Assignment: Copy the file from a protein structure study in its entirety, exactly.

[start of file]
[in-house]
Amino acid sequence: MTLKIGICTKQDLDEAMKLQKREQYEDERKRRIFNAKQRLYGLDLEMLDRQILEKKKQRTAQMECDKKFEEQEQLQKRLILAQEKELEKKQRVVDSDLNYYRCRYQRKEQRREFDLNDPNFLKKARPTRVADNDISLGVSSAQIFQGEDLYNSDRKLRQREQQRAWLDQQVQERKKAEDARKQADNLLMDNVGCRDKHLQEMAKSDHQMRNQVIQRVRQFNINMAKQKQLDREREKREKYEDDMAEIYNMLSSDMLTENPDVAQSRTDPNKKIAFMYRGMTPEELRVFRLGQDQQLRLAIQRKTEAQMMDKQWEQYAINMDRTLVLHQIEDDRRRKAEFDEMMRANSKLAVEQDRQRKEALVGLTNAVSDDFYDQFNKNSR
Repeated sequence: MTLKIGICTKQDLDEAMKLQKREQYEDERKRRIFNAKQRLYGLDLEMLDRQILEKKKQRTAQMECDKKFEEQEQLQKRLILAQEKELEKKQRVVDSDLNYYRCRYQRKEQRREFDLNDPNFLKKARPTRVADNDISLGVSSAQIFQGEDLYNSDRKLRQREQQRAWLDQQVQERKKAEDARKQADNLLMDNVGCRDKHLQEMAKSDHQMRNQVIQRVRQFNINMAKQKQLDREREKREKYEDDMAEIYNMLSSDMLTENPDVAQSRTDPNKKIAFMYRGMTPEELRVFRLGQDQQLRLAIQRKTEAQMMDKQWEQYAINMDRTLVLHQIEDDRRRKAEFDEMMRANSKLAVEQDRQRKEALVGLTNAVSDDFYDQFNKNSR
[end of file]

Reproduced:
[in-house]
Amino acid sequence: MTLKIGICTKQDLDEAMKLQKREQYEDERKRRIFNAKQRLYGLDLEMLDRQILEKKKQRTAQMECDKKFEEQEQLQKRLILAQEKELEKKQRVVDSDLNYYRCRYQRKEQRREFDLNDPNFLKKARPTRVADNDISLGVSSAQIFQGEDLYNSDRKLRQREQQRAWLDQQVQERKKAEDARKQADNLLMDNVGCRDKHLQEMAKSDHQMRNQVIQRVRQFNINMAKQKQLDREREKREKYEDDMAEIYNMLSSDMLTENPDVAQSRTDPNKKIAFMYRGMTPEELRVFRLGQDQQLRLAIQRKTEAQMMDKQWEQYAINMDRTLVLHQIEDDRRRKAEFDEMMRANSKLAVEQDRQRKEALVGLTNAVSDDFYDQFNKNSR
Repeated sequence: MTLKIGICTKQDLDEAMKLQKREQYEDERKRRIFNAKQRLYGLDLEMLDRQILEKKKQRTAQMECDKKFEEQEQLQKRLILAQEKELEKKQRVVDSDLNYYRCRYQRKEQRREFDLNDPNFLKKARPTRVADNDISLGVSSAQIFQGEDLYNSDRKLRQREQQRAWLDQQVQERKKAEDARKQADNLLMDNVGCRDKHLQEMAKSDHQMRNQVIQRVRQFNINMAKQKQLDREREKREKYEDDMAEIYNMLSSDMLTENPDVAQSRTDPNKKIAFMYRGMTPEELRVFRLGQDQQLRLAIQRKTEAQMMDKQWEQYAINMDRTLVLHQIEDDRRRKAEFDEMMRANSKLAVEQDRQRKEALVGLTNAVSDDFYDQFNKNSR